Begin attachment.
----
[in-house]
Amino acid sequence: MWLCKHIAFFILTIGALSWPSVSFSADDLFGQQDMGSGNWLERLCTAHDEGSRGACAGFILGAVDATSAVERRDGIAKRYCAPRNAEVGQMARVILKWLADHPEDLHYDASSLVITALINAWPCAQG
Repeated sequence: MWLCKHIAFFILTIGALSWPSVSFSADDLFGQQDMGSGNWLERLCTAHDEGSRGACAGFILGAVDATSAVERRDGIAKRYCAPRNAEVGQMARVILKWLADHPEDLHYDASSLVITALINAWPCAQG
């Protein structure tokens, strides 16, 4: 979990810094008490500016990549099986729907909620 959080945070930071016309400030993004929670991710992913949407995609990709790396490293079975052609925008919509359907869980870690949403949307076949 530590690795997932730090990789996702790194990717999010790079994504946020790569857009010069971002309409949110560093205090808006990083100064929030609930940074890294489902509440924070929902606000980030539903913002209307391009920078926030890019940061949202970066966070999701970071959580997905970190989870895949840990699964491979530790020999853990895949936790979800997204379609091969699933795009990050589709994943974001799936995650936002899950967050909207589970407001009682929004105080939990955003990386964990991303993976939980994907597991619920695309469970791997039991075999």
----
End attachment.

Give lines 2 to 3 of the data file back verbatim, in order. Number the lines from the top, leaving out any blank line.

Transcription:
Amino acid sequence: MWLCKHIAFFILTIGALSWPSVSFSADDLFGQQDMGSGNWLERLCTAHDEGSRGACAGFILGAVDATSAVERRDGIAKRYCAPRNAEVGQMARVILKWLADHPEDLHYDASSLVITALINAWPCAQG
Repeated sequence: MWLCKHIAFFILTIGALSWPSVSFSADDLFGQQDMGSGNWLERLCTAHDEGSRGACAGFILGAVDATSAVERRDGIAKRYCAPRNAEVGQMARVILKWLADHPEDLHYDASSLVITALINAWPCAQG